As a natural hunter, your cat loves to chase anything that moves.
If she crosses paths with a snake, Fluffy probably won’t hold back!
In Australia, snake bites in cats occur even in the cooler months, but are more common between September and March when the mercury is higher.
Our nation holds the unenviable record of having the most venomous snakes. The eastern brown snake (second deadliest in the world) alone causes 76 per cent of snakebites in Aussie pets each year.
Many venomous bites are fatal or lead to serious health complications, such as kidney disease and organ damage.
Thankfully, there’s a saving grace:
Anti-venom medication can save your cat’s life and significantly reduce the long-term risks of envenomation (venom exposure).
But only if administered in time.
You must take your feline to the vet as soon as you suspect a snake bite has occurred.
Read on to find out what signs to look out for, how to help your sick cat, and what precautions you can take to prevent this from happening again.
Symptoms of a snake bite in cats
Felines usually don’t show symptoms straight away. It generally takes 15 to 24 hours for the first signs to show, after being bitten by a venomous snake.
Please be aware that each pet reacts differently to a snake bite, based on a number of factors – such as how much venom was injected. Not all signs will be present.
Take your cat to the vet straight away if they show any of these signs, EVEN IF there’s no obvious puncture mark.
- Weakness and lethargy
- Breathing problems
- Pale or blue-tinged gums
- Fast heartbeat
- Twitching or shaking
- Urine is tinged red or brown with blood
- Difficulty walking, poor coordination
- Excess drooling
- Bleeding wound
- Dilated pupils
- Blinking is challenging
- Drooping eyelids
- Altered vocalisation (their meow sounds different)
- High temperature
- Losing control of bodily functions
Health complications that may arise from venomous snake bites
The poison travels through the cat’s lymphatic system and can damage tissues, the nervous system and organs.
Let’s look at some of the long-term effects of snake bites in cats (more common in cases where treatment has been delayed):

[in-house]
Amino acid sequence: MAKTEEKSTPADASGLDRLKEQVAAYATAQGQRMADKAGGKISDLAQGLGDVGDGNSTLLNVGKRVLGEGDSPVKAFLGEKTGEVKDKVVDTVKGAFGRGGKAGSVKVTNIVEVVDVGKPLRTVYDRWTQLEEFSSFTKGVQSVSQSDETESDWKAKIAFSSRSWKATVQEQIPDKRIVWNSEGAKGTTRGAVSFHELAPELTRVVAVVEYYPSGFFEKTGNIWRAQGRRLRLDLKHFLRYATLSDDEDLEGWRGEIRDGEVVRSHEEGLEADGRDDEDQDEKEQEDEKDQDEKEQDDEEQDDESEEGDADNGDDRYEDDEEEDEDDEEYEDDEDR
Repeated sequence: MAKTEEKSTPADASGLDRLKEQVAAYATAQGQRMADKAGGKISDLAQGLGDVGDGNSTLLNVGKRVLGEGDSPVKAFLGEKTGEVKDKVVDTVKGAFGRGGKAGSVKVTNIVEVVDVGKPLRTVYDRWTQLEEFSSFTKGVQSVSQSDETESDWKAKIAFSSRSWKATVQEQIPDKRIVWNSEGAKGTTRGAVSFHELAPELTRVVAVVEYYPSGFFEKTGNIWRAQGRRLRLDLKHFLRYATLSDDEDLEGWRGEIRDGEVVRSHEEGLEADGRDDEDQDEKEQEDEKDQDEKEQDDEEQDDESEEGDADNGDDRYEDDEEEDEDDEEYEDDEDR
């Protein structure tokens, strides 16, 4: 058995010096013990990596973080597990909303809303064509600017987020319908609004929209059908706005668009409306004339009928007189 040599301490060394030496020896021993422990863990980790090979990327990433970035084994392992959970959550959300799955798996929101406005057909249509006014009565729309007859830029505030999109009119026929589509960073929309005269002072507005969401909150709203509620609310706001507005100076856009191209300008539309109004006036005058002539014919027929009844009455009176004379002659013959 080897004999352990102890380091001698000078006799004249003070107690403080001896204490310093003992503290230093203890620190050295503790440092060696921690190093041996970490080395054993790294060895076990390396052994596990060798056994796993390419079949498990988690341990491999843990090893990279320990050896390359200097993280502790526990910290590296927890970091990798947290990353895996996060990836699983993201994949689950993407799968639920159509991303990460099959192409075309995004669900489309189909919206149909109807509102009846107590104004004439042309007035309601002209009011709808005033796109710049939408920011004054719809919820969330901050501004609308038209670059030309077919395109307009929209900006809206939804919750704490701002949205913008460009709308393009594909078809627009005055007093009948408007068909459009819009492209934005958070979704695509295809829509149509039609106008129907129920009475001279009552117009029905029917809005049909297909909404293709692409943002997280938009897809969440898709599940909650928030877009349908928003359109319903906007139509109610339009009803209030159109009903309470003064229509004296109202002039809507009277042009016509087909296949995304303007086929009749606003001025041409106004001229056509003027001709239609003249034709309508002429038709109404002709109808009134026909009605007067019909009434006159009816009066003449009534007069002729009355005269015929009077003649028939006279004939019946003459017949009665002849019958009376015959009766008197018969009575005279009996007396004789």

- Renal problems, such as chronic kidney disease
- Permanent injury to the brain
- Cardiac arrest
- Organ failure
Venomous snake bites in cats can lead to death within 43 hours, if left untreated.
What to do if your feline is bitten by a snake
Your number one priority is to take your cat to the vet – while also making sure that you, your loved ones and other pets are protected from the snake. Keep everyone away from the area, if there’s any chance the snake could be hanging around.
Don’t try and identify the snake by getting close to it. You may want to take a picture from a distance, but only if it’s safe to do so.
Never try to capture or kill the snake, this is both dangerous and illegal. If you believe the snake is still on your property, call a professional snake catcher.
Call your vet or an emergency veterinary clinic to let them know that you’re on your way. Ask your vet if there’s anything that you can do to best prepare Kitty for the journey there.
Possible ways to help your cat:
- Keep him as calm and still as possible, to stop his heart rate from speeding up
- Remove the collar if it’s easy to do so without causing stress
- Try to stay calm yourself, remember that your cat’s chances of recovery are good if you seek veterinary assistance as soon as possible
- Depending on where the bite is, keep the area lower than the heart
- If possible, wrap the bitten area with a firm pressure bandage, to slow down the spread of the venom (not too tight though, you don’t want to restrict circulation).